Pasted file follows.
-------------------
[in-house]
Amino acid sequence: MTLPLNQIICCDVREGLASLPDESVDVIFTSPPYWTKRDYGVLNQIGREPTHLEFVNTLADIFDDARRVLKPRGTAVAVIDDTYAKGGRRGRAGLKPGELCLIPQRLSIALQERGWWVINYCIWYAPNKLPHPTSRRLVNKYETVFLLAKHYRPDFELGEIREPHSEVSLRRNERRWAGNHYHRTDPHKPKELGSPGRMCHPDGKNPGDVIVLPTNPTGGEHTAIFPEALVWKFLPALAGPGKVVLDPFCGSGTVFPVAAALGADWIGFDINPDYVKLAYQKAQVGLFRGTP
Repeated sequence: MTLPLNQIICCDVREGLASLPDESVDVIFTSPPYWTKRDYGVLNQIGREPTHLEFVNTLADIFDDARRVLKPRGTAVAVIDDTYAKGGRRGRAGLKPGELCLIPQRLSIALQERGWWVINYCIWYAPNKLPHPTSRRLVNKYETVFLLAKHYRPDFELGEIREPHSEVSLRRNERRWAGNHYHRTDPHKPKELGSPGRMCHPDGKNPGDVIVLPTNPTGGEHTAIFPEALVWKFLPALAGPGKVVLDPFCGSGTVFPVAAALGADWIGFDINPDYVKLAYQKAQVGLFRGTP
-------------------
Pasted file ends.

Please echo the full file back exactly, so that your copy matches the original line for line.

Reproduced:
[in-house]
Amino acid sequence: MTLPLNQIICCDVREGLASLPDESVDVIFTSPPYWTKRDYGVLNQIGREPTHLEFVNTLADIFDDARRVLKPRGTAVAVIDDTYAKGGRRGRAGLKPGELCLIPQRLSIALQERGWWVINYCIWYAPNKLPHPTSRRLVNKYETVFLLAKHYRPDFELGEIREPHSEVSLRRNERRWAGNHYHRTDPHKPKELGSPGRMCHPDGKNPGDVIVLPTNPTGGEHTAIFPEALVWKFLPALAGPGKVVLDPFCGSGTVFPVAAALGADWIGFDINPDYVKLAYQKAQVGLFRGTP
Repeated sequence: MTLPLNQIICCDVREGLASLPDESVDVIFTSPPYWTKRDYGVLNQIGREPTHLEFVNTLADIFDDARRVLKPRGTAVAVIDDTYAKGGRRGRAGLKPGELCLIPQRLSIALQERGWWVINYCIWYAPNKLPHPTSRRLVNKYETVFLLAKHYRPDFELGEIREPHSEVSLRRNERRWAGNHYHRTDPHKPKELGSPGRMCHPDGKNPGDVIVLPTNPTGGEHTAIFPEALVWKFLPALAGPGKVVLDPFCGSGTVFPVAAALGADWIGFDINPDYVKLAYQKAQVGLFRGTP